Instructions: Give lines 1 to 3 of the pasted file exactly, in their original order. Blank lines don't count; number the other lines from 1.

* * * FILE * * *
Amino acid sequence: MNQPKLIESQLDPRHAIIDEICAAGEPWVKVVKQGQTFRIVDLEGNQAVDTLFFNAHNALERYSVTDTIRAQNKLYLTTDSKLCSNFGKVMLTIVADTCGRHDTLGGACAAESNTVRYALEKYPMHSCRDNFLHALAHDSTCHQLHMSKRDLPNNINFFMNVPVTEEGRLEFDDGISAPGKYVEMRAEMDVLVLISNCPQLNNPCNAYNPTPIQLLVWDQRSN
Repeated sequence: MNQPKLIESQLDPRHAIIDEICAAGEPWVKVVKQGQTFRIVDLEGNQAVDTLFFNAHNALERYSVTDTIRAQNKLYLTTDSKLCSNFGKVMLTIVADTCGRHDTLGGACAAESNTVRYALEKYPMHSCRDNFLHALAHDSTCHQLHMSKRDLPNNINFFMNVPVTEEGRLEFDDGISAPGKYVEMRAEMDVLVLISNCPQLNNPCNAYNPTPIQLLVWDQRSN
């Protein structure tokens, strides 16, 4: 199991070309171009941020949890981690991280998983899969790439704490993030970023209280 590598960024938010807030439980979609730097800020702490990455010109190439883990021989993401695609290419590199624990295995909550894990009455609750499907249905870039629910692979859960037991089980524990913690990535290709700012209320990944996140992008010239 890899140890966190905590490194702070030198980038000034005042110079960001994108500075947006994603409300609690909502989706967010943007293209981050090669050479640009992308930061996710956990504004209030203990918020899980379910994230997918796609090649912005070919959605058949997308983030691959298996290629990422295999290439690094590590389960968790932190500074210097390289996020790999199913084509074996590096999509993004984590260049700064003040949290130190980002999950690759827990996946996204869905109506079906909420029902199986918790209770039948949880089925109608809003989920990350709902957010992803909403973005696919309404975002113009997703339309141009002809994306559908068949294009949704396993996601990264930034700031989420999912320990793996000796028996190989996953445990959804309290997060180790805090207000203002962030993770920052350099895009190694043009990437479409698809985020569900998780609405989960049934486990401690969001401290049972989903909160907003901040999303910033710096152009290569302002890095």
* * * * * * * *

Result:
Amino acid sequence: MNQPKLIESQLDPRHAIIDEICAAGEPWVKVVKQGQTFRIVDLEGNQAVDTLFFNAHNALERYSVTDTIRAQNKLYLTTDSKLCSNFGKVMLTIVADTCGRHDTLGGACAAESNTVRYALEKYPMHSCRDNFLHALAHDSTCHQLHMSKRDLPNNINFFMNVPVTEEGRLEFDDGISAPGKYVEMRAEMDVLVLISNCPQLNNPCNAYNPTPIQLLVWDQRSN
Repeated sequence: MNQPKLIESQLDPRHAIIDEICAAGEPWVKVVKQGQTFRIVDLEGNQAVDTLFFNAHNALERYSVTDTIRAQNKLYLTTDSKLCSNFGKVMLTIVADTCGRHDTLGGACAAESNTVRYALEKYPMHSCRDNFLHALAHDSTCHQLHMSKRDLPNNINFFMNVPVTEEGRLEFDDGISAPGKYVEMRAEMDVLVLISNCPQLNNPCNAYNPTPIQLLVWDQRSN
């Protein structure tokens, strides 16, 4: 199991070309171009941020949890981690991280998983899969790439704490993030970023209280 590598960024938010807030439980979609730097800020702490990455010109190439883990021989993401695609290419590199624990295995909550894990009455609750499907249905870039629910692979859960037991089980524990913690990535290709700012209320990944996140992008010239 890899140890966190905590490194702070030198980038000034005042110079960001994108500075947006994603409300609690909502989706967010943007293209981050090669050479640009992308930061996710956990504004209030203990918020899980379910994230997918796609090649912005070919959605058949997308983030691959298996290629990422295999290439690094590590389960968790932190500074210097390289996020790999199913084509074996590096999509993004984590260049700064003040949290130190980002999950690759827990996946996204869905109506079906909420029902199986918790209770039948949880089925109608809003989920990350709902957010992803909403973005696919309404975002113009997703339309141009002809994306559908068949294009949704396993996601990264930034700031989420999912320990793996000796028996190989996953445990959804309290997060180790805090207000203002962030993770920052350099895009190694043009990437479409698809985020569900998780609405989960049934486990401690969001401290049972989903909160907003901040999303910033710096152009290569302002890095």